A federal judge in New York City last week shot down a bid by Medtronic subsidiary HeartWare to dismiss a class-action lawsuit brought over a failed trial of its MVAD implantable heart pump.
Framingham, Mass.-based HeartWare in July 2015 launched a clinical trial aimed at winning CE Mark approval in the European Union for the next-generation MVAD pump, but hit the pause button in September 2015 after running into an issue with the manufacturing process for the device’s controller. The problems persisted into January of the following year, when the company said it couldn’t predict when it would be able to get the MVAD program back on line.
That prompted the class-action suit by lead plaintiff the St. Paul Teachers’ Retirement Fund Assn., alleging that HeartWare and then-CEO Douglas Godshall “failed to heed directives by the U.S. Food & Drug Administration to remedy dangerous deficiencies in its processes for manufacturing and testing its devices,” according to the amended complaint.
“Instead, HeartWare disregarded serious defects in MVAD and implanted the flawed device in patients enrolled in a pivotal clinical trial. Defendants nevertheless stated that the company fixed the defects found by the FDA and repeatedly emphasized MVAD’s purported commercial value, superior safety profile and cutting edge technological enhancements. None of these statements were true. As a direct result of this misconduct, HeartWare’s clinical trial of MVAD ended in disaster, with nearly half the patients experiencing serious adverse side effects, and the company’s stock price losing more than two-thirds of its value.”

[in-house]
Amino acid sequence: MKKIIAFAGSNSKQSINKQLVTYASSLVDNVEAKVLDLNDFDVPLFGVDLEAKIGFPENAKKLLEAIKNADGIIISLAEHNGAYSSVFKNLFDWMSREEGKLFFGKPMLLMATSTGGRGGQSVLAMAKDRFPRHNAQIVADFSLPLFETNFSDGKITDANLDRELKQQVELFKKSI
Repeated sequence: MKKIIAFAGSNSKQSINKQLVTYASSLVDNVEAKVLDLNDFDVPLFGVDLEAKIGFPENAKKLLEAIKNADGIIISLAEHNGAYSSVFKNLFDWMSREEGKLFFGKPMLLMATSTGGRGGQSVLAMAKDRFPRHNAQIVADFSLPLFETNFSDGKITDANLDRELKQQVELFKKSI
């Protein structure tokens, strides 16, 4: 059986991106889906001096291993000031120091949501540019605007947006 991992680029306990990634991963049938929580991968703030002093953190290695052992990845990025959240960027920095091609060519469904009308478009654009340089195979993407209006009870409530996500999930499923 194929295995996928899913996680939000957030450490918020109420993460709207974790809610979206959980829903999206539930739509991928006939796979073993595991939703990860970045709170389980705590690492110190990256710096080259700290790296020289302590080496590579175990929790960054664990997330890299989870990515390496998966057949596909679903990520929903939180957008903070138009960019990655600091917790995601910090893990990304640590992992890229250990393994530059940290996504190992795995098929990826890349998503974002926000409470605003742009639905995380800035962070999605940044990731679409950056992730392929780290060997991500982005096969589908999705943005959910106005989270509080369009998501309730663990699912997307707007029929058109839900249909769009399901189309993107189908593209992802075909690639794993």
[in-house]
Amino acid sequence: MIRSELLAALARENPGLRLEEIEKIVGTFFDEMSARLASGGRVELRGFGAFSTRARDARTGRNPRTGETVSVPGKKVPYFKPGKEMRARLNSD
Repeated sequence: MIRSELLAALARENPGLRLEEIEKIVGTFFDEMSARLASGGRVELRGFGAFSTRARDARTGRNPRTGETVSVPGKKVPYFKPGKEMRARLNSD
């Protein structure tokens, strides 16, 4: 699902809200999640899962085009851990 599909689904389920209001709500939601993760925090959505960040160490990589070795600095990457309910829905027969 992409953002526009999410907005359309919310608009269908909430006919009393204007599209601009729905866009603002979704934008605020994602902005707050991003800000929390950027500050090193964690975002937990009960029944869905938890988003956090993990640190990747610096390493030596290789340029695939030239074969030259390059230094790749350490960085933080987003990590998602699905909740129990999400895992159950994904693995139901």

HeartWare, which was acquired for $1.1 billion by Medtronic in August 2016, moved to dismiss the case, arguing that “optimism does not become securities fraud when the hope wanes” after a failed clinical trial.
The lawsuit, “brought in the wake of a disappointing development in a clinical trial for a new medical technology” is based “entirely on implausible and impermissible hindsight inferences that plaintiff asks the court to draw from the trial results,” according to the motion to dismiss.
“Plaintiff asks the court to infer, for example, that HeartWare and its CEO, Douglas Godshall, were misleading investors when, throughout the class period, they updated investors on when they expected to complete remediation of certain documentation issues identified by the FDA, when they expected initiation of clinical trials for their development-stage medical technology, and how well the new technology was performing in lab and in animal testing. Plaintiff also asks the court to infer that the company and Godshall rushed the new technology into a clinical trial that they supposedly knew was doomed to fail, all the while allegedly misleading investors about the prospects for success. These hindsight inferences make no sense,” the company alleged in the motion.
But Judge Ronnie Abrams of the U.S. District Court for Southern New York ruled from the bench last week that evidence from six former HeartWare employees, who said the problems with the MVAD device were know to the company, was plausible enough to warrant a trial.
Abrams gave the defendants until May 16 to respond to the lawsuit, according to court documents.